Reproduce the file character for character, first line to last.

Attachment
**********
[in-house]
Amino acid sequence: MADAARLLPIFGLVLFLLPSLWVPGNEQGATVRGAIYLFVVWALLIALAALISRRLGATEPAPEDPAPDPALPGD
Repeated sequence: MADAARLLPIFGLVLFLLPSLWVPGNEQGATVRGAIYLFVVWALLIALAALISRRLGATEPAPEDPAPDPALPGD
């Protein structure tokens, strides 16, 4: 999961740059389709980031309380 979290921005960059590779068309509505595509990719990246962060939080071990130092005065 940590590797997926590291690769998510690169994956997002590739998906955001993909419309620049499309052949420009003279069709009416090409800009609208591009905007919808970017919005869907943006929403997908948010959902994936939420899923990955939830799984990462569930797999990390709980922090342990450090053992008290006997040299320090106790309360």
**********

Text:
[in-house]
Amino acid sequence: MADAARLLPIFGLVLFLLPSLWVPGNEQGATVRGAIYLFVVWALLIALAALISRRLGATEPAPEDPAPDPALPGD
Repeated sequence: MADAARLLPIFGLVLFLLPSLWVPGNEQGATVRGAIYLFVVWALLIALAALISRRLGATEPAPEDPAPDPALPGD
């Protein structure tokens, strides 16, 4: 999961740059389709980031309380 979290921005960059590779068309509505595509990719990246962060939080071990130092005065 940590590797997926590291690769998510690169994956997002590739998906955001993909419309620049499309052949420009003279069709009416090409800009609208591009905007919808970017919005869907943006929403997908948010959902994936939420899923990955939830799984990462569930797999990390709980922090342990450090053992008290006997040299320090106790309360």